Online advertising typically brings in less than 20% of a newspaper’s advertising revenue reports the economist. On the morning of September 3rd 1833 a new kind of newspaper went on sale on the streets of New York. With its mix of crime reports and human-interest stories, the Sunwas intended to appeal to a mass audience, and its publisher, Benjamin Day, made it cheap: at one penny, it was one-sixth of the price of most other papers.
The most popular newspaper in America at the time, according to Mitchell Stephens, author of “A History of News”, was New York’s Courier and Enquirer, which sold 4,500 copies a day. Day’s new “penny paper” appealed to people who had not bought newspapers before. Within two years the Sun was selling 15,000 copies a day.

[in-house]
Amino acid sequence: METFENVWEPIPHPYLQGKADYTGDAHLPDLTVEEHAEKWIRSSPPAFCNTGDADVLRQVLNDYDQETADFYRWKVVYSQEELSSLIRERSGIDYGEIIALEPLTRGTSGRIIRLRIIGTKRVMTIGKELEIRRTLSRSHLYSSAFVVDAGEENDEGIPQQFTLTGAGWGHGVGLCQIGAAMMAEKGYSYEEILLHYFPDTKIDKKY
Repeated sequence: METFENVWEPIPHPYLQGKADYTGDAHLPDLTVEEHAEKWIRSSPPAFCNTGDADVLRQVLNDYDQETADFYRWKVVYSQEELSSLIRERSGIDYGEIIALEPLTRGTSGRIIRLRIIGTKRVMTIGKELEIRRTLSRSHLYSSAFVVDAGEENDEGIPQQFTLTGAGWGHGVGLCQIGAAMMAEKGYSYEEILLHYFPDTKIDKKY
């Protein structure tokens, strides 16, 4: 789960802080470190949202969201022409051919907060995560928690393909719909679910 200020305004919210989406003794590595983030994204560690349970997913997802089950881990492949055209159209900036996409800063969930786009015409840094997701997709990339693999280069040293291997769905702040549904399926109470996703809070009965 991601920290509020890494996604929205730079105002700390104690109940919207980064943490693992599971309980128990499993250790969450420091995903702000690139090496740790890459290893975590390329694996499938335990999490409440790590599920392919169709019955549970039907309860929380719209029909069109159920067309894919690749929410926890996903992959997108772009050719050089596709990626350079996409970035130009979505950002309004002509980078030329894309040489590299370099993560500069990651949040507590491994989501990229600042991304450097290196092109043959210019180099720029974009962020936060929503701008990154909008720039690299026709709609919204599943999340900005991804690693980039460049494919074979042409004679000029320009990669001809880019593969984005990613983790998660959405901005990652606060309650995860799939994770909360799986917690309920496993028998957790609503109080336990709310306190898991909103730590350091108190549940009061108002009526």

In hindsight this was a turning point because it introduced a new business model to the industry. The Sun’s large circulation attracted advertisers, and the resulting revenue enabled Day to keep the price of the newspaper down and its circulation up. Instead of relying mostly on selling copies, newspapers came to depend mostly on advertising. It was a great deal for all concerned: readers got their news cheap, advertisers could reach a large audience easily and newspapers could afford to employ professional reporters instead of relying on amateurs. See the full article here. Image from the economist.